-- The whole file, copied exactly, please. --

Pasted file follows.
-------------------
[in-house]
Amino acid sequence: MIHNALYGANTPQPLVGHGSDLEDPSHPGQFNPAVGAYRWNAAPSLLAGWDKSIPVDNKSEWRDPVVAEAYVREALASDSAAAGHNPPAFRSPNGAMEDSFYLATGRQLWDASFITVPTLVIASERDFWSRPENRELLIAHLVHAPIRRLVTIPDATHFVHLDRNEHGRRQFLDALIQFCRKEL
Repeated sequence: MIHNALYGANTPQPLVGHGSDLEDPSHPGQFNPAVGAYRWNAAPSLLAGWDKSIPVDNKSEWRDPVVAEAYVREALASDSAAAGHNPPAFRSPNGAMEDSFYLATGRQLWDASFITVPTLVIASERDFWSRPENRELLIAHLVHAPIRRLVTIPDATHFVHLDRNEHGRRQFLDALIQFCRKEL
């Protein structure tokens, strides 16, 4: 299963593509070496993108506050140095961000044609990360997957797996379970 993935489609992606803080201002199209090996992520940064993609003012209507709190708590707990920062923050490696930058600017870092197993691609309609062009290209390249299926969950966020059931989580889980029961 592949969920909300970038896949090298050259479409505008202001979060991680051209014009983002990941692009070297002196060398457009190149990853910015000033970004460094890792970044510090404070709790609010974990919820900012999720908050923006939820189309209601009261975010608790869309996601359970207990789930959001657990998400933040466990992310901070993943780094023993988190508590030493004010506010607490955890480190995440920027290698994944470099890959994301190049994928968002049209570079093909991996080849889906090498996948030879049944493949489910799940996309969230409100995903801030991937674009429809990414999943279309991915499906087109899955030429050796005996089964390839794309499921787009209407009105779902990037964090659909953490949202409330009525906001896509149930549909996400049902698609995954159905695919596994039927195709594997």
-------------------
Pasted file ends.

[in-house]
Amino acid sequence: MIHNALYGANTPQPLVGHGSDLEDPSHPGQFNPAVGAYRWNAAPSLLAGWDKSIPVDNKSEWRDPVVAEAYVREALASDSAAAGHNPPAFRSPNGAMEDSFYLATGRQLWDASFITVPTLVIASERDFWSRPENRELLIAHLVHAPIRRLVTIPDATHFVHLDRNEHGRRQFLDALIQFCRKEL
Repeated sequence: MIHNALYGANTPQPLVGHGSDLEDPSHPGQFNPAVGAYRWNAAPSLLAGWDKSIPVDNKSEWRDPVVAEAYVREALASDSAAAGHNPPAFRSPNGAMEDSFYLATGRQLWDASFITVPTLVIASERDFWSRPENRELLIAHLVHAPIRRLVTIPDATHFVHLDRNEHGRRQFLDALIQFCRKEL
């Protein structure tokens, strides 16, 4: 299963593509070496993108506050140095961000044609990360997957797996379970 993935489609992606803080201002199209090996992520940064993609003012209507709190708590707990920062923050490696930058600017870092197993691609309609062009290209390249299926969950966020059931989580889980029961 592949969920909300970038896949090298050259479409505008202001979060991680051209014009983002990941692009070297002196060398457009190149990853910015000033970004460094890792970044510090404070709790609010974990919820900012999720908050923006939820189309209601009261975010608790869309996601359970207990789930959001657990998400933040466990992310901070993943780094023993988190508590030493004010506010607490955890480190995440920027290698994944470099890959994301190049994928968002049209570079093909991996080849889906090498996948030879049944493949489910799940996309969230409100995903801030991937674009429809990414999943279309991915499906087109899955030429050796005996089964390839794309499921787009209407009105779902990037964090659909953490949202409330009525906001896509149930549909996400049902698609995954159905695919596994039927195709594997």